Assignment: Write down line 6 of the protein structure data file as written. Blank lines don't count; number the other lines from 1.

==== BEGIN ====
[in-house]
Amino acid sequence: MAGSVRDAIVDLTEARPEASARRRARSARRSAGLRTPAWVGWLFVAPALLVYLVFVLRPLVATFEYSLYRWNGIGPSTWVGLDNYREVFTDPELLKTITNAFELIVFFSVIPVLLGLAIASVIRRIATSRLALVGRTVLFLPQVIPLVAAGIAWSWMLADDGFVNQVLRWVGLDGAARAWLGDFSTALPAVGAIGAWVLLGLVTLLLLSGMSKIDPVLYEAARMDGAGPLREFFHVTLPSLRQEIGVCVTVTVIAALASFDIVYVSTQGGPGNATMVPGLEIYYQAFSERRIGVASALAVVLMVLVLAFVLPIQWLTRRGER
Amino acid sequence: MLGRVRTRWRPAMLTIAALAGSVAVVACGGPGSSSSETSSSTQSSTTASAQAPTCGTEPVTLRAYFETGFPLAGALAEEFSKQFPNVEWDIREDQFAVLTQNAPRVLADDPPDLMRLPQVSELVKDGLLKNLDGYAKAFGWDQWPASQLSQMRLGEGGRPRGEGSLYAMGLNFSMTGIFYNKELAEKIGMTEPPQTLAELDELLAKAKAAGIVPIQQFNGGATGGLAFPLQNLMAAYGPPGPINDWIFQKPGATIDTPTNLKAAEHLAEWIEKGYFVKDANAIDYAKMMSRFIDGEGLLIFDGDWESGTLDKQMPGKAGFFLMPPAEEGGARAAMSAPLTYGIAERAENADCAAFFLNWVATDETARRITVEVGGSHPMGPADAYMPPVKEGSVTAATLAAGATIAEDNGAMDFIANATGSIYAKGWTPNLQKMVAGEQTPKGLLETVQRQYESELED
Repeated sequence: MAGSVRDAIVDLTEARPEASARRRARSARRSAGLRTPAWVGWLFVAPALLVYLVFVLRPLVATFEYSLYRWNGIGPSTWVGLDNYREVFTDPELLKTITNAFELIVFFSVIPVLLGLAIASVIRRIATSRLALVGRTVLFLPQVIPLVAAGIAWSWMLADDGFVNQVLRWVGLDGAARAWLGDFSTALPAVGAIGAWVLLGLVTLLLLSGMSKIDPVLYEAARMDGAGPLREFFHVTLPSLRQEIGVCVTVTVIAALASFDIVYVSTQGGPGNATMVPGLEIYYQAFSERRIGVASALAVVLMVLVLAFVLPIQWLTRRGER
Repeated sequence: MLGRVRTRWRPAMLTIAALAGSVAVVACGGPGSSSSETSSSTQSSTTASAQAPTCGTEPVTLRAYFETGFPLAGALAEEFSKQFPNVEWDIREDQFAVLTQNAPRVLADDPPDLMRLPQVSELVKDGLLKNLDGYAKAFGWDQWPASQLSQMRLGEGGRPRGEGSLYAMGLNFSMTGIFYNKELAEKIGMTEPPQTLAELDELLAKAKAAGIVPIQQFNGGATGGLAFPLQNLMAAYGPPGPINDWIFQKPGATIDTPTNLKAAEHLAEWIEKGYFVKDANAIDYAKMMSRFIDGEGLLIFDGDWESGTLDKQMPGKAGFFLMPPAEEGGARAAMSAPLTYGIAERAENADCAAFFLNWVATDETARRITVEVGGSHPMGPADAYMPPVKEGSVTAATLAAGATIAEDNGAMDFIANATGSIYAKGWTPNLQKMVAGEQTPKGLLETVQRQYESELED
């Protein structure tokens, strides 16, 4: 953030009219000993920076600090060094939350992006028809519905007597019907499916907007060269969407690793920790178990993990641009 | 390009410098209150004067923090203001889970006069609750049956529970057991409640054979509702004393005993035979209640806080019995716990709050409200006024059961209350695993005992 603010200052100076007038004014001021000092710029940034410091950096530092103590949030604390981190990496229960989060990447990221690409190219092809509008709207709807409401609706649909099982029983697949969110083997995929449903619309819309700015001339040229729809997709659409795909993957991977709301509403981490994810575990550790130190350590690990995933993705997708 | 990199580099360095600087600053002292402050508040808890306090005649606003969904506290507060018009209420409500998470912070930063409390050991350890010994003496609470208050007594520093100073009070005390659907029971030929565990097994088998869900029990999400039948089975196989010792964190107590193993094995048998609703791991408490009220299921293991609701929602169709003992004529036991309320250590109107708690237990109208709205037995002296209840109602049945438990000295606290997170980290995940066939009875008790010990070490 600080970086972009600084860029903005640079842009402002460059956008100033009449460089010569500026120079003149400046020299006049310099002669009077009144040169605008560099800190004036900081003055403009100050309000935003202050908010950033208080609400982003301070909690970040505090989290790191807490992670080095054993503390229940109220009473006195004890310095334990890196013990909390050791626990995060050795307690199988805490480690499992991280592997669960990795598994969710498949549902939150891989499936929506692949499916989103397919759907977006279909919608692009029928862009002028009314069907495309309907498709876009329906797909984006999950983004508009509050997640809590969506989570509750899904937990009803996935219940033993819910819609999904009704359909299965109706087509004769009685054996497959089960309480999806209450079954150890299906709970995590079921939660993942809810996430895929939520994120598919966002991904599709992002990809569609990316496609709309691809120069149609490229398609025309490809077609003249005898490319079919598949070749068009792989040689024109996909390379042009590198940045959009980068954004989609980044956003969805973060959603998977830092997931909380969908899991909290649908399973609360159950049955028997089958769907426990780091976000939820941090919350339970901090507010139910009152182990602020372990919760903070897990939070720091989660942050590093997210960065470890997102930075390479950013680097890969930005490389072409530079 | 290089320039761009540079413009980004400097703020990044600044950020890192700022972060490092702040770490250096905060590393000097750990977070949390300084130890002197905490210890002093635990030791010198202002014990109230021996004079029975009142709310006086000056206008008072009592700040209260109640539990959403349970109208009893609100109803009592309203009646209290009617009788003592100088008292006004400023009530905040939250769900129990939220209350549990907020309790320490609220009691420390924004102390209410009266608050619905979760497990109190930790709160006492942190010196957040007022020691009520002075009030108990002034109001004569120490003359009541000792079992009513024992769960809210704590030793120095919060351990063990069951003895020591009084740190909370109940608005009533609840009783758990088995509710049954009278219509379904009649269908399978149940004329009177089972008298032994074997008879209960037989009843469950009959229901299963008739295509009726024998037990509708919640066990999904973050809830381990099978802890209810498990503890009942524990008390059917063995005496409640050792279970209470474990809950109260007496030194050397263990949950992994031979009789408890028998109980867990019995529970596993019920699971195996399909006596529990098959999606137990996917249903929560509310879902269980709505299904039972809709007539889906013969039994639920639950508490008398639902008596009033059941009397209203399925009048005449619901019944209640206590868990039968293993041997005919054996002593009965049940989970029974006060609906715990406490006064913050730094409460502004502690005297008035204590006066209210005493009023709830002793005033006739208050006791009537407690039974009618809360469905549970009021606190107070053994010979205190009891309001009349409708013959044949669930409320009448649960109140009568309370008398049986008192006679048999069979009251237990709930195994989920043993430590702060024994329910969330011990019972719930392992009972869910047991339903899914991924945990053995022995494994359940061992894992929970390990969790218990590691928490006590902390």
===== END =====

């Protein structure tokens, strides 16, 4: 953030009219000993920076600090060094939350992006028809519905007597019907499916907007060269969407690793920790178990993990641009 | 390009410098209150004067923090203001889970006069609750049956529970057991409640054979509702004393005993035979209640806080019995716990709050409200006024059961209350695993005992 603010200052100076007038004014001021000092710029940034410091950096530092103590949030604390981190990496229960989060990447990221690409190219092809509008709207709807409401609706649909099982029983697949969110083997995929449903619309819309700015001339040229729809997709659409795909993957991977709301509403981490994810575990550790130190350590690990995933993705997708 | 990199580099360095600087600053002292402050508040808890306090005649606003969904506290507060018009209420409500998470912070930063409390050991350890010994003496609470208050007594520093100073009070005390659907029971030929565990097994088998869900029990999400039948089975196989010792964190107590193993094995048998609703791991408490009220299921293991609701929602169709003992004529036991309320250590109107708690237990109208709205037995002296209840109602049945438990000295606290997170980290995940066939009875008790010990070490 600080970086972009600084860029903005640079842009402002460059956008100033009449460089010569500026120079003149400046020299006049310099002669009077009144040169605008560099800190004036900081003055403009100050309000935003202050908010950033208080609400982003301070909690970040505090989290790191807490992670080095054993503390229940109220009473006195004890310095334990890196013990909390050791626990995060050795307690199988805490480690499992991280592997669960990795598994969710498949549902939150891989499936929506692949499916989103397919759907977006279909919608692009029928862009002028009314069907495309309907498709876009329906797909984006999950983004508009509050997640809590969506989570509750899904937990009803996935219940033993819910819609999904009704359909299965109706087509004769009685054996497959089960309480999806209450079954150890299906709970995590079921939660993942809810996430895929939520994120598919966002991904599709992002990809569609990316496609709309691809120069149609490229398609025309490809077609003249005898490319079919598949070749068009792989040689024109996909390379042009590198940045959009980068954004989609980044956003969805973060959603998977830092997931909380969908899991909290649908399973609360159950049955028997089958769907426990780091976000939820941090919350339970901090507010139910009152182990602020372990919760903070897990939070720091989660942050590093997210960065470890997102930075390479950013680097890969930005490389072409530079 | 290089320039761009540079413009980004400097703020990044600044950020890192700022972060490092702040770490250096905060590393000097750990977070949390300084130890002197905490210890002093635990030791010198202002014990109230021996004079029975009142709310006086000056206008008072009592700040209260109640539990959403349970109208009893609100109803009592309203009646209290009617009788003592100088008292006004400023009530905040939250769900129990939220209350549990907020309790320490609220009691420390924004102390209410009266608050619905979760497990109190930790709160006492942190010196957040007022020691009520002075009030108990002034109001004569120490003359009541000792079992009513024992769960809210704590030793120095919060351990063990069951003895020591009084740190909370109940608005009533609840009783758990088995509710049954009278219509379904009649269908399978149940004329009177089972008298032994074997008879209960037989009843469950009959229901299963008739295509009726024998037990509708919640066990999904973050809830381990099978802890209810498990503890009942524990008390059917063995005496409640050792279970209470474990809950109260007496030194050397263990949950992994031979009789408890028998109980867990019995529970596993019920699971195996399909006596529990098959999606137990996917249903929560509310879902269980709505299904039972809709007539889906013969039994639920639950508490008398639902008596009033059941009397209203399925009048005449619901019944209640206590868990039968293993041997005919054996002593009965049940989970029974006060609906715990406490006064913050730094409460502004502690005297008035204590006066209210005493009023709830002793005033006739208050006791009537407690039974009618809360469905549970009021606190107070053994010979205190009891309001009349409708013959044949669930409320009448649960109140009568309370008398049986008192006679048999069979009251237990709930195994989920043993430590702060024994329910969330011990019972719930392992009972869910047991339903899914991924945990053995022995494994359940061992894992929970390990969790218990590691928490006590902390």